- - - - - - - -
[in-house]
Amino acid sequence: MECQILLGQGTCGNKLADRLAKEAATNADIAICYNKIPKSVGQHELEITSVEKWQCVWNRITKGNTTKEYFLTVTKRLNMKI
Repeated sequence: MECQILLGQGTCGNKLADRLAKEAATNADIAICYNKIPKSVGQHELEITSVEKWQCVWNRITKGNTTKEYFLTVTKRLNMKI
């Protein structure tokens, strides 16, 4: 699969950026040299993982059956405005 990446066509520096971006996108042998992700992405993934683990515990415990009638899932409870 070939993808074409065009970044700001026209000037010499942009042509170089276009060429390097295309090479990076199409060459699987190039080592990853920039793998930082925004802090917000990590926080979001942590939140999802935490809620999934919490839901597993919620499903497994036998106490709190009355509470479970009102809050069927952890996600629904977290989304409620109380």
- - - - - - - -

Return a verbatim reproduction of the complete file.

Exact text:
[in-house]
Amino acid sequence: MECQILLGQGTCGNKLADRLAKEAATNADIAICYNKIPKSVGQHELEITSVEKWQCVWNRITKGNTTKEYFLTVTKRLNMKI
Repeated sequence: MECQILLGQGTCGNKLADRLAKEAATNADIAICYNKIPKSVGQHELEITSVEKWQCVWNRITKGNTTKEYFLTVTKRLNMKI
């Protein structure tokens, strides 16, 4: 699969950026040299993982059956405005 990446066509520096971006996108042998992700992405993934683990515990415990009638899932409870 070939993808074409065009970044700001026209000037010499942009042509170089276009060429390097295309090479990076199409060459699987190039080592990853920039793998930082925004802090917000990590926080979001942590939140999802935490809620999934919490839901597993919620499903497994036998106490709190009355509470479970009102809050069927952890996600629904977290989304409620109380």